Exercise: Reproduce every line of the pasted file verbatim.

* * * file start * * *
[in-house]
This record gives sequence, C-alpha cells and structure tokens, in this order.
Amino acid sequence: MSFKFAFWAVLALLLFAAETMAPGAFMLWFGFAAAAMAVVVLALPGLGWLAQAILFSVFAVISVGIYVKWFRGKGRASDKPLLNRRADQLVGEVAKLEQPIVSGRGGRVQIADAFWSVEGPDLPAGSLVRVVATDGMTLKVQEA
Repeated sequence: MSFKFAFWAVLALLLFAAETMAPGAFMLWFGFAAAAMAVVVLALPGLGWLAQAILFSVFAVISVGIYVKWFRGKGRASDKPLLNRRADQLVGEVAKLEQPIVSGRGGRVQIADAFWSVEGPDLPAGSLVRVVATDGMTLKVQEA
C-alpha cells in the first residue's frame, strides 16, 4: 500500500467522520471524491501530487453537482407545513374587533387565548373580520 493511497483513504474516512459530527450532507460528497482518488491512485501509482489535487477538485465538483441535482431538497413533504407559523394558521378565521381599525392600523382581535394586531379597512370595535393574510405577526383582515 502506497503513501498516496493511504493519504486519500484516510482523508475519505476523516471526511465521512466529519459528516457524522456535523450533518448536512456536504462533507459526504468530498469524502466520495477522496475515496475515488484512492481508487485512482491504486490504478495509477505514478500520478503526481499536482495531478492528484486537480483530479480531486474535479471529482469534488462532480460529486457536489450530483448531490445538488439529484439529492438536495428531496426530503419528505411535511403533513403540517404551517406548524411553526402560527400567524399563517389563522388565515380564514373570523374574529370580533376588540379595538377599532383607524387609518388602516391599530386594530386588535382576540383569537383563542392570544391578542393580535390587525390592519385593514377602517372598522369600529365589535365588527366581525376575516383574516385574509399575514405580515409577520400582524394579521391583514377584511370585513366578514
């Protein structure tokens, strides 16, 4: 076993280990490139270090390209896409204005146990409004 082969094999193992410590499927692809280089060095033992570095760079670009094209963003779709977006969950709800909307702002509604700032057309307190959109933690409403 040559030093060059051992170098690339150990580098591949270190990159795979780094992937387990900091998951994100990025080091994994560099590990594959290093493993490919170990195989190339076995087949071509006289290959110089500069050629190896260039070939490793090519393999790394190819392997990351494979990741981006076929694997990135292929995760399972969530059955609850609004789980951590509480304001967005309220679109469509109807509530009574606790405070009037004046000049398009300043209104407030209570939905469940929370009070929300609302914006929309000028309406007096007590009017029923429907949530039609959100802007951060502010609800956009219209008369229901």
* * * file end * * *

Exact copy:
[in-house]
This record gives sequence, C-alpha cells and structure tokens, in this order.
Amino acid sequence: MSFKFAFWAVLALLLFAAETMAPGAFMLWFGFAAAAMAVVVLALPGLGWLAQAILFSVFAVISVGIYVKWFRGKGRASDKPLLNRRADQLVGEVAKLEQPIVSGRGGRVQIADAFWSVEGPDLPAGSLVRVVATDGMTLKVQEA
Repeated sequence: MSFKFAFWAVLALLLFAAETMAPGAFMLWFGFAAAAMAVVVLALPGLGWLAQAILFSVFAVISVGIYVKWFRGKGRASDKPLLNRRADQLVGEVAKLEQPIVSGRGGRVQIADAFWSVEGPDLPAGSLVRVVATDGMTLKVQEA
C-alpha cells in the first residue's frame, strides 16, 4: 500500500467522520471524491501530487453537482407545513374587533387565548373580520 493511497483513504474516512459530527450532507460528497482518488491512485501509482489535487477538485465538483441535482431538497413533504407559523394558521378565521381599525392600523382581535394586531379597512370595535393574510405577526383582515 502506497503513501498516496493511504493519504486519500484516510482523508475519505476523516471526511465521512466529519459528516457524522456535523450533518448536512456536504462533507459526504468530498469524502466520495477522496475515496475515488484512492481508487485512482491504486490504478495509477505514478500520478503526481499536482495531478492528484486537480483530479480531486474535479471529482469534488462532480460529486457536489450530483448531490445538488439529484439529492438536495428531496426530503419528505411535511403533513403540517404551517406548524411553526402560527400567524399563517389563522388565515380564514373570523374574529370580533376588540379595538377599532383607524387609518388602516391599530386594530386588535382576540383569537383563542392570544391578542393580535390587525390592519385593514377602517372598522369600529365589535365588527366581525376575516383574516385574509399575514405580515409577520400582524394579521391583514377584511370585513366578514
């Protein structure tokens, strides 16, 4: 076993280990490139270090390209896409204005146990409004 082969094999193992410590499927692809280089060095033992570095760079670009094209963003779709977006969950709800909307702002509604700032057309307190959109933690409403 040559030093060059051992170098690339150990580098591949270190990159795979780094992937387990900091998951994100990025080091994994560099590990594959290093493993490919170990195989190339076995087949071509006289290959110089500069050629190896260039070939490793090519393999790394190819392997990351494979990741981006076929694997990135292929995760399972969530059955609850609004789980951590509480304001967005309220679109469509109807509530009574606790405070009037004046000049398009300043209104407030209570939905469940929370009070929300609302914006929309000028309406007096007590009017029923429907949530039609959100802007951060502010609800956009219209008369229901």